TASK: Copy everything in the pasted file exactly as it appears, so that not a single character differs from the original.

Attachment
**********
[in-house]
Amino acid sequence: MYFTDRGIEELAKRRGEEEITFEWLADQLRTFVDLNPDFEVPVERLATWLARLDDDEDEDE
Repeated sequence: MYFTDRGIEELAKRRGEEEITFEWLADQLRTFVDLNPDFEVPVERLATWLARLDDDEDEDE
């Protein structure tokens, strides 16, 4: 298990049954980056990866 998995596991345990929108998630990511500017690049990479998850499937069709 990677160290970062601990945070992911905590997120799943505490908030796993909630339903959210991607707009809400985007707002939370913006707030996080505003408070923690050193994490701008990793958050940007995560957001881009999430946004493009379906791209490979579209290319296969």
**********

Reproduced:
[in-house]
Amino acid sequence: MYFTDRGIEELAKRRGEEEITFEWLADQLRTFVDLNPDFEVPVERLATWLARLDDDEDEDE
Repeated sequence: MYFTDRGIEELAKRRGEEEITFEWLADQLRTFVDLNPDFEVPVERLATWLARLDDDEDEDE
């Protein structure tokens, strides 16, 4: 298990049954980056990866 998995596991345990929108998630990511500017690049990479998850499937069709 990677160290970062601990945070992911905590997120799943505490908030796993909630339903959210991607707009809400985007707002939370913006707030996080505003408070923690050193994490701008990793958050940007995560957001881009999430946004493009379906791209490979579209290319296969």